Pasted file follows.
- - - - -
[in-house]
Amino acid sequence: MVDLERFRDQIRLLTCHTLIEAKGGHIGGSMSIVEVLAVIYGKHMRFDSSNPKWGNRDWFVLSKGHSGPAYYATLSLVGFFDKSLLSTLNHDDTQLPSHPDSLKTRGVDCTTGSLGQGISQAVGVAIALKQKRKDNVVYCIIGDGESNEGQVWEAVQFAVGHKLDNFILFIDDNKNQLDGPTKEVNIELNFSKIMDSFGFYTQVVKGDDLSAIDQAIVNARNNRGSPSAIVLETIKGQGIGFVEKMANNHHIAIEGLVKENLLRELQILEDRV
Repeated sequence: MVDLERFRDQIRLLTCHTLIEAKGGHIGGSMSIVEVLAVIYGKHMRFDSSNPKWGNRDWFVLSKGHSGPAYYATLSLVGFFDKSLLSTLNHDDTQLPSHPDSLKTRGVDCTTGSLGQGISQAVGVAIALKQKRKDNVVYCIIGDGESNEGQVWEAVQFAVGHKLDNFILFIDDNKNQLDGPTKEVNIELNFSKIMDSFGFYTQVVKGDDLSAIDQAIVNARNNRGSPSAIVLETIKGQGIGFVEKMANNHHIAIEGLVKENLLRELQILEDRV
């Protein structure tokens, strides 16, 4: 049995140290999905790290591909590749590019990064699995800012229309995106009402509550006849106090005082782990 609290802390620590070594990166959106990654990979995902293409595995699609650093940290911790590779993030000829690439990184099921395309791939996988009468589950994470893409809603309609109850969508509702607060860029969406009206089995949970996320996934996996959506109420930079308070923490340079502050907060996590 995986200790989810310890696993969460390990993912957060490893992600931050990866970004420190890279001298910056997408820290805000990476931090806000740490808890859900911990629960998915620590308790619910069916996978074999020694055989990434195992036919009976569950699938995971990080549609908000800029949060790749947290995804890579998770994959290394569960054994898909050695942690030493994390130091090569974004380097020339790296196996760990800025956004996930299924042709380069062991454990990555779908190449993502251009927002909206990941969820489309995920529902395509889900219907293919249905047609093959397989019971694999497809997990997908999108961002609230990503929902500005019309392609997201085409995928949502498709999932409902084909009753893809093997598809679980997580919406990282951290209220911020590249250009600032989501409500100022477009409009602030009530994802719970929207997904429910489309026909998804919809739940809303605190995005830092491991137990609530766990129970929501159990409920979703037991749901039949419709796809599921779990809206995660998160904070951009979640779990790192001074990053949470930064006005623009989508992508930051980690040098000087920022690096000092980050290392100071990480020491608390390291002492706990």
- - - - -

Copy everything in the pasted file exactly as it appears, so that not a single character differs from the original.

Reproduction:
[in-house]
Amino acid sequence: MVDLERFRDQIRLLTCHTLIEAKGGHIGGSMSIVEVLAVIYGKHMRFDSSNPKWGNRDWFVLSKGHSGPAYYATLSLVGFFDKSLLSTLNHDDTQLPSHPDSLKTRGVDCTTGSLGQGISQAVGVAIALKQKRKDNVVYCIIGDGESNEGQVWEAVQFAVGHKLDNFILFIDDNKNQLDGPTKEVNIELNFSKIMDSFGFYTQVVKGDDLSAIDQAIVNARNNRGSPSAIVLETIKGQGIGFVEKMANNHHIAIEGLVKENLLRELQILEDRV
Repeated sequence: MVDLERFRDQIRLLTCHTLIEAKGGHIGGSMSIVEVLAVIYGKHMRFDSSNPKWGNRDWFVLSKGHSGPAYYATLSLVGFFDKSLLSTLNHDDTQLPSHPDSLKTRGVDCTTGSLGQGISQAVGVAIALKQKRKDNVVYCIIGDGESNEGQVWEAVQFAVGHKLDNFILFIDDNKNQLDGPTKEVNIELNFSKIMDSFGFYTQVVKGDDLSAIDQAIVNARNNRGSPSAIVLETIKGQGIGFVEKMANNHHIAIEGLVKENLLRELQILEDRV
């Protein structure tokens, strides 16, 4: 049995140290999905790290591909590749590019990064699995800012229309995106009402509550006849106090005082782990 609290802390620590070594990166959106990654990979995902293409595995699609650093940290911790590779993030000829690439990184099921395309791939996988009468589950994470893409809603309609109850969508509702607060860029969406009206089995949970996320996934996996959506109420930079308070923490340079502050907060996590 995986200790989810310890696993969460390990993912957060490893992600931050990866970004420190890279001298910056997408820290805000990476931090806000740490808890859900911990629960998915620590308790619910069916996978074999020694055989990434195992036919009976569950699938995971990080549609908000800029949060790749947290995804890579998770994959290394569960054994898909050695942690030493994390130091090569974004380097020339790296196996760990800025956004996930299924042709380069062991454990990555779908190449993502251009927002909206990941969820489309995920529902395509889900219907293919249905047609093959397989019971694999497809997990997908999108961002609230990503929902500005019309392609997201085409995928949502498709999932409902084909009753893809093997598809679980997580919406990282951290209220911020590249250009600032989501409500100022477009409009602030009530994802719970929207997904429910489309026909998804919809739940809303605190995005830092491991137990609530766990129970929501159990409920979703037991749901039949419709796809599921779990809206995660998160904070951009979640779990790192001074990053949470930064006005623009989508992508930051980690040098000087920022690096000092980050290392100071990480020491608390390291002492706990």